He gave mankind the ability to think, and hence was doomed forever.
As he was more or less the one that set of the whole war in motion by upsetting the balance of things.
Giving us consciousness and hence creating a split and divide between good and evil,
in essence another version of eating the fruit of knowledge in the garden of eden.
Consider how the snake in eden links to the poison of the Hydra,
and all the pain and suffering it symbolizes for mankind.
The pain of consciousness, the pain of knowing.
Now we have covered a lot of mythological territory here,
there is a lot of threads being pulled together.
And Hercules hasn't even captured the Boar.
The reason there is so much back and forth, is that what Hercules is trying to do is go way beyond anything normal.
He is challenging the order of things itself, if we look at it from a garden of eden perspective,
basically trading away the fall from grace.
In the Bible, there is in Revelation 13:18 the following:
"Here is wisdom. Let him who has understanding calculate the number of the beast,
for it is the number of a man: His number is 666."
Now what does this have to do with anything here you might ask? Well basically everything!
In Tarot after the doomed five comes the six, basically a victorious card by comparison.
Each suit has its own victory so to say.
Yet when we consider Hercules 3 victories already, and realize that the fourth victory challenges the order of heaven,
then we kinda see the issue, because man is doomed to only 3 victories, no more, or so the story goes.
Because to have all four victories, would elevate man into the divine.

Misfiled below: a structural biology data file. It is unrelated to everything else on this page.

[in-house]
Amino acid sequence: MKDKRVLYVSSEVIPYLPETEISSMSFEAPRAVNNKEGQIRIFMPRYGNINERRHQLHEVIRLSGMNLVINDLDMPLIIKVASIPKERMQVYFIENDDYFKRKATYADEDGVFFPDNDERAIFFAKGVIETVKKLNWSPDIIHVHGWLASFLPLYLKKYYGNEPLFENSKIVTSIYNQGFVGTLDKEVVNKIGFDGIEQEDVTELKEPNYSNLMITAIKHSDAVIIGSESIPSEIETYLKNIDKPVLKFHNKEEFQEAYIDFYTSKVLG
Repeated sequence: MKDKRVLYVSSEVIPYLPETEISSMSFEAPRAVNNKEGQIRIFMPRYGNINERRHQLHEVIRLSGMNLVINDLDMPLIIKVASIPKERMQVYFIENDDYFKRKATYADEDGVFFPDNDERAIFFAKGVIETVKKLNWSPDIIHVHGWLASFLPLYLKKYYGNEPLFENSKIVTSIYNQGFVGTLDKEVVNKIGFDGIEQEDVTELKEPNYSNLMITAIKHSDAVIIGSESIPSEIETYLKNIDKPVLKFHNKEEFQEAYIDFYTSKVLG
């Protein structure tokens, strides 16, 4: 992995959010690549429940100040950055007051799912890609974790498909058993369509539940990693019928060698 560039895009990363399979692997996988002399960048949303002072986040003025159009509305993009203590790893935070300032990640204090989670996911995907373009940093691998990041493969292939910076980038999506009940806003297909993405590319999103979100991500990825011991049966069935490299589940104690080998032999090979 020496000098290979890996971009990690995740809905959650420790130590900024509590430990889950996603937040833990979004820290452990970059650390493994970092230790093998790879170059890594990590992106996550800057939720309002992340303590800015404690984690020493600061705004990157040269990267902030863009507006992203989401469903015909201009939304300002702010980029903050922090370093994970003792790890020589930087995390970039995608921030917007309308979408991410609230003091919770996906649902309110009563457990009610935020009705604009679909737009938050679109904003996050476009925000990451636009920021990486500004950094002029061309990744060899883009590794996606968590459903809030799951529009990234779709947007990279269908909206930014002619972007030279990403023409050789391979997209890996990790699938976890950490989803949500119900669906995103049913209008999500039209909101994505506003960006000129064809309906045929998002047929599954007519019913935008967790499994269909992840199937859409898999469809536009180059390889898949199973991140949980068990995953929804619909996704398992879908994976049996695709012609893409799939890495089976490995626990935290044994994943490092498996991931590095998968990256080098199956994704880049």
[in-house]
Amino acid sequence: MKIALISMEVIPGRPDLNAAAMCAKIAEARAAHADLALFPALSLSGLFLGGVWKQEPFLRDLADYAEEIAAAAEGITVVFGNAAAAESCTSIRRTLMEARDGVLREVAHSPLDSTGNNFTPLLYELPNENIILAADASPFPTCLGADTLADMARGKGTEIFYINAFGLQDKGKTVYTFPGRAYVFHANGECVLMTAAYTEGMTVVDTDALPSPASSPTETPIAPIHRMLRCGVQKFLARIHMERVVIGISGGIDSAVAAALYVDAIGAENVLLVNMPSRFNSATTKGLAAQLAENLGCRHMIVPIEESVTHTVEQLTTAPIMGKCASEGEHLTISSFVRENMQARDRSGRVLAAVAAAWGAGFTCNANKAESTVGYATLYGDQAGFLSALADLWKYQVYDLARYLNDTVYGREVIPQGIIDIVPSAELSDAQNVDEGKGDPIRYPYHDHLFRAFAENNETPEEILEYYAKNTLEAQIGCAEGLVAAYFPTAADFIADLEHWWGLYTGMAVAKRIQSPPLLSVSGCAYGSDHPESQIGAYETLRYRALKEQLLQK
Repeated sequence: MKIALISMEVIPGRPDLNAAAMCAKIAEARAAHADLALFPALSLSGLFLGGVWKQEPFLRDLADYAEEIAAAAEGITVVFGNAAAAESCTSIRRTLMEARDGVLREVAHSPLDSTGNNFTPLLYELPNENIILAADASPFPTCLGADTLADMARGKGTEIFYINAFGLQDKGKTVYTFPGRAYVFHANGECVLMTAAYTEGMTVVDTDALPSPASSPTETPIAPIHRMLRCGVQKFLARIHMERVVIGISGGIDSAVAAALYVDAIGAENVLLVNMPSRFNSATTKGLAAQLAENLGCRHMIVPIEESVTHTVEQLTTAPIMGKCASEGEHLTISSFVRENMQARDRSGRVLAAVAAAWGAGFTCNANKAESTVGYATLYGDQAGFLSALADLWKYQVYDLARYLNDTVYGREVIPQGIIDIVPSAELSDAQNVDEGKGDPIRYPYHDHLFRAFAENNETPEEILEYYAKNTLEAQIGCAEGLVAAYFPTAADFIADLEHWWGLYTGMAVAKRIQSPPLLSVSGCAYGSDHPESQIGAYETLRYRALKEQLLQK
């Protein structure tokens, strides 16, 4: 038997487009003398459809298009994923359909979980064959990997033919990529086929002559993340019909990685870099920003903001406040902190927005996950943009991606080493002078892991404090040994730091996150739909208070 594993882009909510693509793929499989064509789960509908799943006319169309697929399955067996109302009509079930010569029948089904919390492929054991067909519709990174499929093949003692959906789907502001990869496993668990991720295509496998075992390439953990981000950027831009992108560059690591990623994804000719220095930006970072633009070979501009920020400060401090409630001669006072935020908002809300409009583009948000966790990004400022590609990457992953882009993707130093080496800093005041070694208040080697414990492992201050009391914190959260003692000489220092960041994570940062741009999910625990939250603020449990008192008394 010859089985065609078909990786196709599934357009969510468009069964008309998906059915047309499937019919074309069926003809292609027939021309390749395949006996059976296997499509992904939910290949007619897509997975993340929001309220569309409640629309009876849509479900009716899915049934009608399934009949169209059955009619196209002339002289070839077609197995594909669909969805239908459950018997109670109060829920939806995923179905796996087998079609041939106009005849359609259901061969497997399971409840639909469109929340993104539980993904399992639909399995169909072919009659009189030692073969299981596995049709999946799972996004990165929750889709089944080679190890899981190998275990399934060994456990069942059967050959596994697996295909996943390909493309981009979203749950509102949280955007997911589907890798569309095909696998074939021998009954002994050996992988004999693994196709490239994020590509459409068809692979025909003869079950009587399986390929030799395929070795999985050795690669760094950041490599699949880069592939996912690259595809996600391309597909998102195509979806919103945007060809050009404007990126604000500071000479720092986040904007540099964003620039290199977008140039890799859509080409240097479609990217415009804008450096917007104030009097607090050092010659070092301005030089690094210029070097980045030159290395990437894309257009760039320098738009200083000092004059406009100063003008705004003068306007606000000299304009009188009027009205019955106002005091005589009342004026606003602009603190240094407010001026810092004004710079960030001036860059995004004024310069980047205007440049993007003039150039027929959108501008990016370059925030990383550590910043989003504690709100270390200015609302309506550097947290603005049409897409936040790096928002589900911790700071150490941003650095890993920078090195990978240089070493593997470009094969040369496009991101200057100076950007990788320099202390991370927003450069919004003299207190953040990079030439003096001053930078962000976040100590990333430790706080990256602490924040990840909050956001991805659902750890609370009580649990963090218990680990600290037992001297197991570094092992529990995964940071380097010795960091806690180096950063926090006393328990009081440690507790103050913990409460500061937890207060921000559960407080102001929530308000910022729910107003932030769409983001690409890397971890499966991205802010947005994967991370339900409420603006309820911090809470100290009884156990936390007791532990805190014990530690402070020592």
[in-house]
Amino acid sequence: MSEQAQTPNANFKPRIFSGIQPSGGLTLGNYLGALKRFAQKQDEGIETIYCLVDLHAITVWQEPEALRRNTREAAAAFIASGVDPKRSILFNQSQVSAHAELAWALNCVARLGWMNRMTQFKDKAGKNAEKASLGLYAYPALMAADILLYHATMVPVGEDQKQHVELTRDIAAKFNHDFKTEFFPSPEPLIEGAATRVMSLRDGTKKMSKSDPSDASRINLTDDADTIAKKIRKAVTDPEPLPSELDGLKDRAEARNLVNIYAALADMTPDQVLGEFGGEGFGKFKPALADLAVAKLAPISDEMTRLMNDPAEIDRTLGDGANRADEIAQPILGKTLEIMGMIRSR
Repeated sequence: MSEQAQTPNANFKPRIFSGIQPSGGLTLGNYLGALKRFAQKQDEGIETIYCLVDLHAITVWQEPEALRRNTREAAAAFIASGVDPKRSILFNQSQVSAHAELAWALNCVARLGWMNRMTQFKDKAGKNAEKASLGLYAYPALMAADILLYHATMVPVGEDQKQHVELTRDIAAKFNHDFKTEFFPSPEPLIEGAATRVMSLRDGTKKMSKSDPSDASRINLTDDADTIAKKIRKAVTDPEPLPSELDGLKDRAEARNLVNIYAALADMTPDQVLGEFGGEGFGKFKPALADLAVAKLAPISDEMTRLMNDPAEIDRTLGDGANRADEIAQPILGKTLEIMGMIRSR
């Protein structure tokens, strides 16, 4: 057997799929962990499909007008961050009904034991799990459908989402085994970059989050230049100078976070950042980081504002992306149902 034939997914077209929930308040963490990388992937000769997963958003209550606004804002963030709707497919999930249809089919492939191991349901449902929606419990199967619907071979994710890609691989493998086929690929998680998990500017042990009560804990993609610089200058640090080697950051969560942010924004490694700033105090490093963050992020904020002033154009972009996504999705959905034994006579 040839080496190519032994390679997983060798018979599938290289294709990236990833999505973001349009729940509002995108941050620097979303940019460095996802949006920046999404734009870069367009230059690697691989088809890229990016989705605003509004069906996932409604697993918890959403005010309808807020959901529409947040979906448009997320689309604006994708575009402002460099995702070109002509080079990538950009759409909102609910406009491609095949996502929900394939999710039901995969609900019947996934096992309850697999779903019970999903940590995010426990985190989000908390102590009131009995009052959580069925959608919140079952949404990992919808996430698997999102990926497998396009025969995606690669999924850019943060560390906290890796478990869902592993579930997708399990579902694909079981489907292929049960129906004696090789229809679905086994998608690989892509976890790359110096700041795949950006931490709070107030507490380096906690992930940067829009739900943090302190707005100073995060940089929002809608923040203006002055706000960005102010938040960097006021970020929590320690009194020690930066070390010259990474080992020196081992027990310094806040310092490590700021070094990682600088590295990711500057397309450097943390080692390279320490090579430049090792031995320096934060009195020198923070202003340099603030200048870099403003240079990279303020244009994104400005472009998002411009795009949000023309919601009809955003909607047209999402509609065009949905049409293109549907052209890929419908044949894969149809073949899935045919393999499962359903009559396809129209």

Hence the story so far, seems to be that man is doomed to his number 666.
It is the number that makes him a beast and not a God.
Anyway once Hercules returns to Folos, he find that Folos has accidentally stabbed himself on one of the arrows of Hercules.
Folos was fascinated by their effectiveness, and they hence became his bane.
We see how the evil of the poison of the Hydra not only kills Hercules target,
yet seems to want to twist into something other than the purpose Hercules uses it for.
Cause this fourth element is evil, the missing 6,
so it is not hard to understand why 666 has become a symbol of evil.
It points to the part of us that has been neglected for so long,
that it no longer really wants anything good, but is only looking for ways to destroy.
And the Boar is just another symbol of this destructive tendency,
attacking and killing anyone who tries to bridge the gap between heaven and hell.
At last Hercules finds the Boar and manages after a difficult fight,
to maneuver it into deep snow, so that it looses it momentum and advantage.
He then binds it with chains and carries it back to Eurystheus, who now is rightly terrified.
As Hercules has pretty much done the impossible.
He is ordered to get rid of it, and he therefore throws it into the sea.
So what is it Hercules has done?
He has fully mastered the element of air of the wands, and is now flirting with the element of water of the cups.
To deal with it, he makes it lose momentum by adding snow.
Snow is actually a trait of fire, being the complete opposite in terms of warmth, and made into an element.
Snow is also water, but water that can no longer flow.
It is the fire, that has pulled all the warmth out of the water, making it solid.
In my mind this illustrates the mastery of fire and thought of Hercules,
making him in many ways the King of Swords.
Yet even though he has mastery over the six sixes (666), he still has only flirted with water.
And in the end he was forced to throw it back into the sea, because of the fragile ego.
It cannot handle wholeness at all, and hence it goes back to the unconscious place in the sea where it was all along.
I could live in the world just like a stranger
I could tell you the truth or a lie
I could tell you that people are good in the end
But why, why would I?
Angels will cry when it's raining
Tears that are no longer clean
What do you mean?
What do you mean, it's all gone?
I've waited here so long
Grimes - Life in the Vivid Dream
Edited by Saturn Celeste